|Nael Nacer and Tiffany Chen rehearse a scene from Suffolk University’s ‘‘Car Talk: The Musical!!!’’ at Modern Theatre. (Erik Jacobs for the Boston Globe)|
Suffolk players get a lot of mileage out of ‘Car Talk’
Musical built around NPR hit is a gas for university theater department
‘Car Talk: The Musical!!!’’ is the kind of show in which a character borrows the tune of “Maria’’ from “West Side Story’’ to sing a love song to “my Kia.’’
Written and directed by Suffolk University professor Wesley Savick, the show also features the recorded voices of WBUR (90.9 FM) automotive demigods Ray and Tom Magliozzi, aka Click and Clack, the Boston-based hosts of NPR’s hit “Car Talk’’ since 1987.
“There’s no way to do a musical about ‘Car Talk’ without them, so I asked them, ‘Would you kindly consider the role of the Wizard of Cahs?’ And that tickled them,’’ says Savick. “They’ve been such excellent sports.’’
Suffolk students play almost all the roles in this musical, which makes its world premiere at Suffolk’s restored Modern Theatre on Washington Street, for six performances beginning on Thursday.
The plot finds Russell D. “Rusty’’ Fenders — self-described as “a divorced middle-aged heart condition with a lousy job living in a studio apartment in Allston’’ — agonizing over the fate of his ’93 Kia Pride, while his long-suffering officemate Sheila sympathizes. Fenders falls for a walking midlife crisis named Miata C. La Chassis and ends up in a place called the Emerald Garage. His life is changed by words of wisdom from the Wizard of Cahs, a giant automotive oracle that speaks with the Magliozzis’ voices.
Ultimately, this is a show about romance, not oil changes, with a mix of original songs by composer Michael Wartofsky, Savick’s friend, and Broadway hits with parody lyrics of an automotive nature.
Savick grew up in Milwaukee and was still living there 20-odd years ago when a friend said he should give “Car Talk’’ a listen. “I thought nothing could interest me less,’’ Savick says. “But this person was very insistent, so I listened and was instantly enchanted and beguiled.’’
Now a loyal fan, he’s spent a lot of time lately thinking about just what it is that makes the Magliozzis and their show so appealing. He says it goes beyond the advice and even the wisecracks.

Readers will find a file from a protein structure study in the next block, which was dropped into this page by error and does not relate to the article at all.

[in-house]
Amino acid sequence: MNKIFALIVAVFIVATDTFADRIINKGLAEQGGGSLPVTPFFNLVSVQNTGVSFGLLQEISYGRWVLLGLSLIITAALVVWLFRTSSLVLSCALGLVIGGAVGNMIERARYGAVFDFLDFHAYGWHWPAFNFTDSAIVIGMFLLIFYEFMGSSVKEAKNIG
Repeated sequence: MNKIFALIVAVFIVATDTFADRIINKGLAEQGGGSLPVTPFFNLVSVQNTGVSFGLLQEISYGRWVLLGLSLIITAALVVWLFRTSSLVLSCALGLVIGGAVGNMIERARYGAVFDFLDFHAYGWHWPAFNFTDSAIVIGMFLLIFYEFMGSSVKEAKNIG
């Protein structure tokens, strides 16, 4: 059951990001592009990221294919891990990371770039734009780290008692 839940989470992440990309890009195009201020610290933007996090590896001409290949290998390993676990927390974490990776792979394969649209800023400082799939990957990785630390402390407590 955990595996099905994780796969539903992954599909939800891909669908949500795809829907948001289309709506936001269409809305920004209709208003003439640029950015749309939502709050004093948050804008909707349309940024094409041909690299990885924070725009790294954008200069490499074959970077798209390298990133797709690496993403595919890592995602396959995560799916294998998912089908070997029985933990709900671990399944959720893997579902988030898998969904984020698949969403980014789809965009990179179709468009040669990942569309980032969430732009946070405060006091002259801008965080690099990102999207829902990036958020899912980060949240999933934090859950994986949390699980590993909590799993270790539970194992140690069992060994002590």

“They help people with loss, change, frustration, and disappointment,’’ says Savick. “To own a car is to know bitterness intimately. To live in this world might be that, too. To own a car is a very good metaphor, because it breaks down, it deteriorates, and so do we. It’s cause for bitterness . . . and they’re graced with the ability to turn that bitterness into humanity.’’
Savick drives a rusty 1986 Camry that he says is five years overdue for the scrap yard. “When my timing belt died on the VFW Parkway last fall, and I had a whole day planned, and now it was going to be all about towing and money, that was a font of bitterness,’’ he says with a grin. “They put things like that into context.’’
Approached through an old friend on the faculty, the Magliozzis were quite willing to participate in the musical as long as they didn’t have to go near the stage, Savick says. (They also declined requests to be interviewed for this story, with Doug Berman, executive producer of “Car Talk,’’ writing in an e-mail, “Call us for a comment if the show ever gets to Broadway. Even Broadway in Somerville.’’)
The Magliozzis did come to a singalong with cast members — they have quite nice voices, Savick says — and recorded the Wizard’s lines in two sessions in recent weeks at a studio provided by WBUR.
The production marks a coming-out party for the Suffolk theater department at the Modern, which reopened last fall, just down the block from the Paramount Theatre and the Boston Opera House. The Modern has already hosted music performances, film series, and talks by artists such as Dennis Lehane and Michael Cimino.
“Just being on Washington Street is a whole new ballgame for us, and we’re catching up to what that means,’’ says Savick.
“Frankly it’s been kind of head-spinning,’’ adds professor Marilyn Plotkins, chair of the theater department. Suffolk’s preexisting theaters, at its building on Temple Street on the back side of Beacon Hill, aren’t exactly on the beaten path for theater fans.
“We’ve been hosting and producing cultural events for decades, but we were limited because we were on a residential street. So suddenly to be part of the revitalization of lower Washington Street means we can do all kinds of things we couldn’t do up there,’’ Plotkins says, including more shows, longer runs, more rehearsals, and summer productions.
Suffolk alum Nael Nacer (’07), who recently starred in “The Aliens’’ at Company One, plays Rusty Fenders alongside student performers including Vicki Hanes as Sheila, Kevin Hadfield as Dream Russell, and Tiffany Chen as Miata.
Hanes and Hadfield will graduate this spring, so playing the stage of shiny new Modern now makes them sad to leave. “It’s like, rats! Although we get to perform in it six times,’’ says Hadfield.
Savick, meanwhile, hasn’t mentioned his old Camry to the Magliozzis.
“I’m kind of hoping I can get in good enough graces that I can finally raise the question of my car,’’ he says. “I thought that could sour the deal, so I’ve left that off the table so far.’’
Joel Brown can be reached at firstname.lastname@example.org.